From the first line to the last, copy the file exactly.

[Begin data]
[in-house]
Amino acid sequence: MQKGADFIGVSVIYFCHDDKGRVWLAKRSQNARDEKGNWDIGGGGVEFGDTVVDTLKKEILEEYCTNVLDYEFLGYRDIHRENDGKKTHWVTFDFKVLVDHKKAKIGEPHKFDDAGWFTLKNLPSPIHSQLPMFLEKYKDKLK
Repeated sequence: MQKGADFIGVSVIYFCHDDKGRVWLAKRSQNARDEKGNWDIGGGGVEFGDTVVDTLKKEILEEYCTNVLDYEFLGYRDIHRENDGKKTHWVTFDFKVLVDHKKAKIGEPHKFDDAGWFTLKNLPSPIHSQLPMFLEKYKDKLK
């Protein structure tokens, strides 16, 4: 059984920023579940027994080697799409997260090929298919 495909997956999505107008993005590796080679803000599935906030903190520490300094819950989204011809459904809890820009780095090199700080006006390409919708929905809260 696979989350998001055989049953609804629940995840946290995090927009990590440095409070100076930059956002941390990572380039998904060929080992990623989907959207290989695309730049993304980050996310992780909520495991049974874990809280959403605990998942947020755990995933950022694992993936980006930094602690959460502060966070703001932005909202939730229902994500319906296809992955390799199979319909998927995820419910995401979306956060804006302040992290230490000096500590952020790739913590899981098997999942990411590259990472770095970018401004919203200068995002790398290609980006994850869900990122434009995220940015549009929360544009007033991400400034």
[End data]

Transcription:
[in-house]
Amino acid sequence: MQKGADFIGVSVIYFCHDDKGRVWLAKRSQNARDEKGNWDIGGGGVEFGDTVVDTLKKEILEEYCTNVLDYEFLGYRDIHRENDGKKTHWVTFDFKVLVDHKKAKIGEPHKFDDAGWFTLKNLPSPIHSQLPMFLEKYKDKLK
Repeated sequence: MQKGADFIGVSVIYFCHDDKGRVWLAKRSQNARDEKGNWDIGGGGVEFGDTVVDTLKKEILEEYCTNVLDYEFLGYRDIHRENDGKKTHWVTFDFKVLVDHKKAKIGEPHKFDDAGWFTLKNLPSPIHSQLPMFLEKYKDKLK
């Protein structure tokens, strides 16, 4: 059984920023579940027994080697799409997260090929298919 495909997956999505107008993005590796080679803000599935906030903190520490300094819950989204011809459904809890820009780095090199700080006006390409919708929905809260 696979989350998001055989049953609804629940995840946290995090927009990590440095409070100076930059956002941390990572380039998904060929080992990623989907959207290989695309730049993304980050996310992780909520495991049974874990809280959403605990998942947020755990995933950022694992993936980006930094602690959460502060966070703001932005909202939730229902994500319906296809992955390799199979319909998927995820419910995401979306956060804006302040992290230490000096500590952020790739913590899981098997999942990411590259990472770095970018401004919203200068995002790398290609980006994850869900990122434009995220940015549009929360544009007033991400400034």